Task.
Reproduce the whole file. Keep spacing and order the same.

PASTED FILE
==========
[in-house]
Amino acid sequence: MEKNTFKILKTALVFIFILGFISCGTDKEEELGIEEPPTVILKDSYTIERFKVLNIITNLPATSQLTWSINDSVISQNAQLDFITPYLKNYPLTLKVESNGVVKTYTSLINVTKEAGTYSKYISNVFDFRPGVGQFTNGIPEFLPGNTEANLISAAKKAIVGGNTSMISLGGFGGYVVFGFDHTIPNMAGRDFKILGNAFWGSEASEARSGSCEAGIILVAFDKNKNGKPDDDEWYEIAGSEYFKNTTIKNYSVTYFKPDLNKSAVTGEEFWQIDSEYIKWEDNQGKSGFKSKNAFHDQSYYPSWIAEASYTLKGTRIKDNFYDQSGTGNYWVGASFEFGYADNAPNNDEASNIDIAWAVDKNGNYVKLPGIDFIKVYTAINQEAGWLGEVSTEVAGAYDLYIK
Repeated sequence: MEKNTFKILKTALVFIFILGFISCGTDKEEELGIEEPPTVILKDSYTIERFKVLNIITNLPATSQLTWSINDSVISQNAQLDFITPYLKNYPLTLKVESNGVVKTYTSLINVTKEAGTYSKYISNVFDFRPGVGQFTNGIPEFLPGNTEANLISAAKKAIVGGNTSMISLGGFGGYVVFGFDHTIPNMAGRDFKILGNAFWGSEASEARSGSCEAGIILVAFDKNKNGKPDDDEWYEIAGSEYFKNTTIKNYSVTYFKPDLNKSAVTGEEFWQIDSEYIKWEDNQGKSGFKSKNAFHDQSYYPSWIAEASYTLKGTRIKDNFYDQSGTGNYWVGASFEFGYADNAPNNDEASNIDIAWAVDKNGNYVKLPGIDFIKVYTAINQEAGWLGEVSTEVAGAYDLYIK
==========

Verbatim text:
[in-house]
Amino acid sequence: MEKNTFKILKTALVFIFILGFISCGTDKEEELGIEEPPTVILKDSYTIERFKVLNIITNLPATSQLTWSINDSVISQNAQLDFITPYLKNYPLTLKVESNGVVKTYTSLINVTKEAGTYSKYISNVFDFRPGVGQFTNGIPEFLPGNTEANLISAAKKAIVGGNTSMISLGGFGGYVVFGFDHTIPNMAGRDFKILGNAFWGSEASEARSGSCEAGIILVAFDKNKNGKPDDDEWYEIAGSEYFKNTTIKNYSVTYFKPDLNKSAVTGEEFWQIDSEYIKWEDNQGKSGFKSKNAFHDQSYYPSWIAEASYTLKGTRIKDNFYDQSGTGNYWVGASFEFGYADNAPNNDEASNIDIAWAVDKNGNYVKLPGIDFIKVYTAINQEAGWLGEVSTEVAGAYDLYIK
Repeated sequence: MEKNTFKILKTALVFIFILGFISCGTDKEEELGIEEPPTVILKDSYTIERFKVLNIITNLPATSQLTWSINDSVISQNAQLDFITPYLKNYPLTLKVESNGVVKTYTSLINVTKEAGTYSKYISNVFDFRPGVGQFTNGIPEFLPGNTEANLISAAKKAIVGGNTSMISLGGFGGYVVFGFDHTIPNMAGRDFKILGNAFWGSEASEARSGSCEAGIILVAFDKNKNGKPDDDEWYEIAGSEYFKNTTIKNYSVTYFKPDLNKSAVTGEEFWQIDSEYIKWEDNQGKSGFKSKNAFHDQSYYPSWIAEASYTLKGTRIKDNFYDQSGTGNYWVGASFEFGYADNAPNNDEASNIDIAWAVDKNGNYVKLPGIDFIKVYTAINQEAGWLGEVSTEVAGAYDLYIK